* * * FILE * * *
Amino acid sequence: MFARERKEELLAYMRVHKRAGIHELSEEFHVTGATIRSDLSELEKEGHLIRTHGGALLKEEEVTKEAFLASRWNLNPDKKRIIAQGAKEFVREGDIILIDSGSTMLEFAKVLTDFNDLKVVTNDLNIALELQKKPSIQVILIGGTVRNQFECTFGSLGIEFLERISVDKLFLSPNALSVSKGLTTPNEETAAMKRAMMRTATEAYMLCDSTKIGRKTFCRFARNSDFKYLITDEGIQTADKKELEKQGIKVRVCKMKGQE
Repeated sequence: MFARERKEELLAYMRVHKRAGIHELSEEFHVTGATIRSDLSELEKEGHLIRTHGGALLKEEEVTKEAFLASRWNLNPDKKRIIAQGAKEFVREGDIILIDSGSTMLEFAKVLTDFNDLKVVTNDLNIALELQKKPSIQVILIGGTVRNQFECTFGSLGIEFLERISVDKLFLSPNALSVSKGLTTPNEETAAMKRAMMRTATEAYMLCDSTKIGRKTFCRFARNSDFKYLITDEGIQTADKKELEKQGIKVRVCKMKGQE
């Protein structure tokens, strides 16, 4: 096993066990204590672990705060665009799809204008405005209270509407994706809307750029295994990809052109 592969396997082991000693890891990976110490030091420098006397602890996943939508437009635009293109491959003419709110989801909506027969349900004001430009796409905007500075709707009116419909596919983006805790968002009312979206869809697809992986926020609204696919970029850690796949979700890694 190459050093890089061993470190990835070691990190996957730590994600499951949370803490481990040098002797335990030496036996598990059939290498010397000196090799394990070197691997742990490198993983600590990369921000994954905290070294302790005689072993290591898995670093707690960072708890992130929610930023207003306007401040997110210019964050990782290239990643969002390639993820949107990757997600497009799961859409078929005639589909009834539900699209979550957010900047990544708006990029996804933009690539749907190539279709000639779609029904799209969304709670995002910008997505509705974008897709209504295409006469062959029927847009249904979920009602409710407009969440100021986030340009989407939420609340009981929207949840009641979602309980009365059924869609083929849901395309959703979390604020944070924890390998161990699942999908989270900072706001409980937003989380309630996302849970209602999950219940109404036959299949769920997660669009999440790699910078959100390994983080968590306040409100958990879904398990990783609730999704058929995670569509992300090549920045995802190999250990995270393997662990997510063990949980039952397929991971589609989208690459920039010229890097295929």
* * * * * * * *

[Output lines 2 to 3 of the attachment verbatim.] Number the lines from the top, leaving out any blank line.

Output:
Repeated sequence: MFARERKEELLAYMRVHKRAGIHELSEEFHVTGATIRSDLSELEKEGHLIRTHGGALLKEEEVTKEAFLASRWNLNPDKKRIIAQGAKEFVREGDIILIDSGSTMLEFAKVLTDFNDLKVVTNDLNIALELQKKPSIQVILIGGTVRNQFECTFGSLGIEFLERISVDKLFLSPNALSVSKGLTTPNEETAAMKRAMMRTATEAYMLCDSTKIGRKTFCRFARNSDFKYLITDEGIQTADKKELEKQGIKVRVCKMKGQE
């Protein structure tokens, strides 16, 4: 096993066990204590672990705060665009799809204008405005209270509407994706809307750029295994990809052109 592969396997082991000693890891990976110490030091420098006397602890996943939508437009635009293109491959003419709110989801909506027969349900004001430009796409905007500075709707009116419909596919983006805790968002009312979206869809697809992986926020609204696919970029850690796949979700890694 190459050093890089061993470190990835070691990190996957730590994600499951949370803490481990040098002797335990030496036996598990059939290498010397000196090799394990070197691997742990490198993983600590990369921000994954905290070294302790005689072993290591898995670093707690960072708890992130929610930023207003306007401040997110210019964050990782290239990643969002390639993820949107990757997600497009799961859409078929005639589909009834539900699209979550957010900047990544708006990029996804933009690539749907190539279709000639779609029904799209969304709670995002910008997505509705974008897709209504295409006469062959029927847009249904979920009602409710407009969440100021986030340009989407939420609340009981929207949840009641979602309980009365059924869609083929849901395309959703979390604020944070924890390998161990699942999908989270900072706001409980937003989380309630996302849970209602999950219940109404036959299949769920997660669009999440790699910078959100390994983080968590306040409100958990879904398990990783609730999704058929995670569509992300090549920045995802190999250990995270393997662990997510063990949980039952397929991971589609989208690459920039010229890097295929």